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Bundy-Led Militia Group Takes Over Federal Building & Land In Oregon

January 03, 2016

Nevada rancher Cliven Bundy’s three sons and about 150 militiamen have occupied Oregon’s Malheur National Wildlife Refuge HQ to protest the pending imprisonment of two Oregon ranchers accused of “arson”, arguing the federal government has no authority in local cases. Arson is a stretch by the federal government to describe what are standard farmland burning techniques.

We will be covering this story throughout the upcoming weeks.

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There is a lot to this story so please read the information below.


From Fox News:

Hours into the occupation by activists and militiamen a spokesman for the group told reporters that there has been no contact with the FBI or other government law enforcement since the occupation began Saturday night.

“They should be constitutional,” said spokesman Ammon Bundy, referring to the government. He is a son of Cliven Bundy, a Nevada rancher who clashed with the feds two years ago.

Ammon Bundy said if the government did use force to retake the Malheur National Wildlife refuge “they would be putting lives at risk.”

The Hammonds, who are set to turn themselves in Monday afternoon, have said they set the two fires in the early 2000s to reduce the growth of invasive plants and to protect their property from wildfires, CNN affiliate KTVZ reported. They set the second fire to backstop a fire caused by lightening and by doing so saved a potential wildfire from spreading.

“Burning land” in rural areas is common and needed to avoid overgrowth, stave off forest fires and replenish swaths of land.

The government claims that at least one of the blazes were set with harmful intent and to cover up improper deer hunting and that the Hammonds endangered firefighters’ lives.

The original charges were brought by Bureau of Land Management (BLM) in 2012, several years after either fire. The family never denied starting the fires, which they claim were targeted at preserving grazing value of the land, and the federal land burns were unintentional. However, the act under which they were charged requires a minimum five-year sentence in jail. A district judge balked at the mandatory five-year sentence, and sentenced Dwight Hammond to three months in prison – he was only linked to the 2001 fire, and his son Steven Hammond to one year in prison – he was linked to both the 2001 and 2006 events. And they both got three years of supervised release, according to media reports.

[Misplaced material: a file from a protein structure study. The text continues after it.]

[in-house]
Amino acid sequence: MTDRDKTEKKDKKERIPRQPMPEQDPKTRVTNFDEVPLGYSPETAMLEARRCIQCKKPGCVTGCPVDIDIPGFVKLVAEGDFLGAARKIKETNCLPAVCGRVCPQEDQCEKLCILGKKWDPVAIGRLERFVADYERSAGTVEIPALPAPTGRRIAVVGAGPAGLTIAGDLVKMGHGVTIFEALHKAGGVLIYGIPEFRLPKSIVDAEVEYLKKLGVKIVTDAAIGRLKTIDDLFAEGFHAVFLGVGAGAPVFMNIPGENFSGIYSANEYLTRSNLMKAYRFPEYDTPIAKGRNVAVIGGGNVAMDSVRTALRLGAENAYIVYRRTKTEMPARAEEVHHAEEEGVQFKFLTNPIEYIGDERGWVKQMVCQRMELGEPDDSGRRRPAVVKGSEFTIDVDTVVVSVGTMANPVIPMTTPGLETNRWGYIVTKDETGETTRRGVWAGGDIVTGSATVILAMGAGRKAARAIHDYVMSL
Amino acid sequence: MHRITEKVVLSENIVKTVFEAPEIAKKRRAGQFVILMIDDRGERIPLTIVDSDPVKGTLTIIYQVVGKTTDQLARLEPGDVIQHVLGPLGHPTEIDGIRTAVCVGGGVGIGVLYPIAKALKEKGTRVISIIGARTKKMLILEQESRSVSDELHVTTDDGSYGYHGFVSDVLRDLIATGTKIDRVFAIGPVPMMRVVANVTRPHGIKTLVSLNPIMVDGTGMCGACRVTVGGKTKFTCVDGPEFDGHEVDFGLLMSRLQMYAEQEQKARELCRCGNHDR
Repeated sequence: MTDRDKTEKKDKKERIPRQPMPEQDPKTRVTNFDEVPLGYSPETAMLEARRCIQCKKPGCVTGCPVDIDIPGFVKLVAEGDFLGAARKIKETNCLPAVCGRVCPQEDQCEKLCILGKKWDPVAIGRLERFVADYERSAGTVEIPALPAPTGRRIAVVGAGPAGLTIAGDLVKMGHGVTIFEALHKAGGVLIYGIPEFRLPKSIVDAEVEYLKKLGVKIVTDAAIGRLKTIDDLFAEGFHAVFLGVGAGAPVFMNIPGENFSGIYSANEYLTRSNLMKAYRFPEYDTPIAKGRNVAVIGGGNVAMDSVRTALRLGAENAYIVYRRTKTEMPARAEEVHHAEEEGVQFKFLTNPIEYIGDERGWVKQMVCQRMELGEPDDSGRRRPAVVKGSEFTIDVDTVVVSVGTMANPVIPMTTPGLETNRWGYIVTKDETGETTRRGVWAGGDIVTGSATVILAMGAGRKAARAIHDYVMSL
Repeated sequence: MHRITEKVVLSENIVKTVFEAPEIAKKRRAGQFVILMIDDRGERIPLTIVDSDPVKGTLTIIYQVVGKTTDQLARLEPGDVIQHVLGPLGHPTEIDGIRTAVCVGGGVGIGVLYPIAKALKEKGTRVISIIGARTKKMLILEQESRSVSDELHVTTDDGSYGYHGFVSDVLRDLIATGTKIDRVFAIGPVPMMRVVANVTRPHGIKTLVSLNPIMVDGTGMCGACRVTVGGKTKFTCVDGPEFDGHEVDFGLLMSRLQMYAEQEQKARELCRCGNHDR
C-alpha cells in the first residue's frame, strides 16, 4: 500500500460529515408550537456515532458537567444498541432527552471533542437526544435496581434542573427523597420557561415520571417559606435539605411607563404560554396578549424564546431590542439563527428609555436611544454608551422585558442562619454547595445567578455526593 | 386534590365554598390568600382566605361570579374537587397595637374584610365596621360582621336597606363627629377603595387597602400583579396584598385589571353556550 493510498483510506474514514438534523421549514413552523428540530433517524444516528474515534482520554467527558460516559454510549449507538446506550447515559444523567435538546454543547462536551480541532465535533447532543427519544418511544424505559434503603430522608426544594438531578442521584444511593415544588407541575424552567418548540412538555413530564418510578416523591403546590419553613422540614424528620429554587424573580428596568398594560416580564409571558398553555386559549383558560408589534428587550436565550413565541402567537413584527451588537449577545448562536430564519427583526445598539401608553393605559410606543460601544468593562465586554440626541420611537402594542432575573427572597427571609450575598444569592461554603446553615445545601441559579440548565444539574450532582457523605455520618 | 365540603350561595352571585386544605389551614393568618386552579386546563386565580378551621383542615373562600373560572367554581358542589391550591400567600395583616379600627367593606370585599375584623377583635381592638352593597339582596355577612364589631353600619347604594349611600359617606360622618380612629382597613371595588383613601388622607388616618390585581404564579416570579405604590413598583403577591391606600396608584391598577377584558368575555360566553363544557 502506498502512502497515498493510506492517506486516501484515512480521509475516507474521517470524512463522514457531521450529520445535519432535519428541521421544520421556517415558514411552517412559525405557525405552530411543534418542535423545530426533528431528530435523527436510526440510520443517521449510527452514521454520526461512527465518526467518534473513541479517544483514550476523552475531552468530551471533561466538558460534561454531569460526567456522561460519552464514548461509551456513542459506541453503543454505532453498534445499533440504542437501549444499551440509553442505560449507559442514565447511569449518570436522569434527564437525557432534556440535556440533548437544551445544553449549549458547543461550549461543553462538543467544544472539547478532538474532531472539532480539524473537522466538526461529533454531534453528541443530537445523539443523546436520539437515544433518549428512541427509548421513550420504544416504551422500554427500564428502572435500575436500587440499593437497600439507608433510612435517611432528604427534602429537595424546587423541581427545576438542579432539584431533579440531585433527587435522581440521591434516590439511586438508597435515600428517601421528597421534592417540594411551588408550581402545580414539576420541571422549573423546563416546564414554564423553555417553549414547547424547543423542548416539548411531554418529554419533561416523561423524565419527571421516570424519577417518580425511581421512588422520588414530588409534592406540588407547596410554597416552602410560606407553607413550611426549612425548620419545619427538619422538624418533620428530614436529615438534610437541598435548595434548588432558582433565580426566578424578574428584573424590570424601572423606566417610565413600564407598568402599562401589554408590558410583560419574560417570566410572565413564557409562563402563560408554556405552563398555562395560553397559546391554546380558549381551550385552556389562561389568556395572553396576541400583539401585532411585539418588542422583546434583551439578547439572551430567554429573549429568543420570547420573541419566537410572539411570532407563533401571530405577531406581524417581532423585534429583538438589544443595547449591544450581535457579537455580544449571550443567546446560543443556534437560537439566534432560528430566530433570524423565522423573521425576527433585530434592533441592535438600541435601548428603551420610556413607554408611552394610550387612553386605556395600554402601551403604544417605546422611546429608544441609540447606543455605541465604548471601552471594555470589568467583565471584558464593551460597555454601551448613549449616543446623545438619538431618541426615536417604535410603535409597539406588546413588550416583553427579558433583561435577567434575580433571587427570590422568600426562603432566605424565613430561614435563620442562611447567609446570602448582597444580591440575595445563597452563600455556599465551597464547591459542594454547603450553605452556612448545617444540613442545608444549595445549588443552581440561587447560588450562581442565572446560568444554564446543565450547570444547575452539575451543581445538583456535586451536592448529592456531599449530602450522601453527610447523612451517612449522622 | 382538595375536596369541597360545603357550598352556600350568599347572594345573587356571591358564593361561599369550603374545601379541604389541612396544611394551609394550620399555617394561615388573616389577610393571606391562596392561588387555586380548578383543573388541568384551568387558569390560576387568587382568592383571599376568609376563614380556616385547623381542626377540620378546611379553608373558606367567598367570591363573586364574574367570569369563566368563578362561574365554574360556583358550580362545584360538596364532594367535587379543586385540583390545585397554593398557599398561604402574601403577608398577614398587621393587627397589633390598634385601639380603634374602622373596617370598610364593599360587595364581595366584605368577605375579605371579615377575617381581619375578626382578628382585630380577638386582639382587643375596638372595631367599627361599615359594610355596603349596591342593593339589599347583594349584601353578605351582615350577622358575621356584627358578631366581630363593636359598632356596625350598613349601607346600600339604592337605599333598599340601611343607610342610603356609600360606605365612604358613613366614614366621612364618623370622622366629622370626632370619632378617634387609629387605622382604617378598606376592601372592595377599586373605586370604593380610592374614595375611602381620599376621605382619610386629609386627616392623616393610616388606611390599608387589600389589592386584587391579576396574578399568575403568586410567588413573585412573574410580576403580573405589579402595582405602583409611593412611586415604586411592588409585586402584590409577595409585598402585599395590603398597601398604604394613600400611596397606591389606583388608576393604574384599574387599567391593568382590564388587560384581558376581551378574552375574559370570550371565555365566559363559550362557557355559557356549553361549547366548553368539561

They then served their time.

However, federal prosecutors disagreed with the sentences noting that district judges basically can’t disregard mandatory sentence guidelines. The result is that minus time served, the two Hammonds are being sent back to jail to serve their original five-year sentence.

The dispute has also cost the Hammond family because they’ve lost their BLM grazing permits for the past two years, hindering their ability to ranch profitably.

There is a lot of tension in the west between militia groups and the federal government since the federal government owns the majority of land in the western United States as the chart and graph below shows.

Ranchers have been using this land for hundreds of years and the past few decades have seen the government try to imprison, sue and force ranchers off of federal, disputed and rancher owned land.

The federal government, especially the Bureau of Land Management (BLM) have been over-exerting their authority and needlessly infringing on the rights of citizens all over the western part of the country.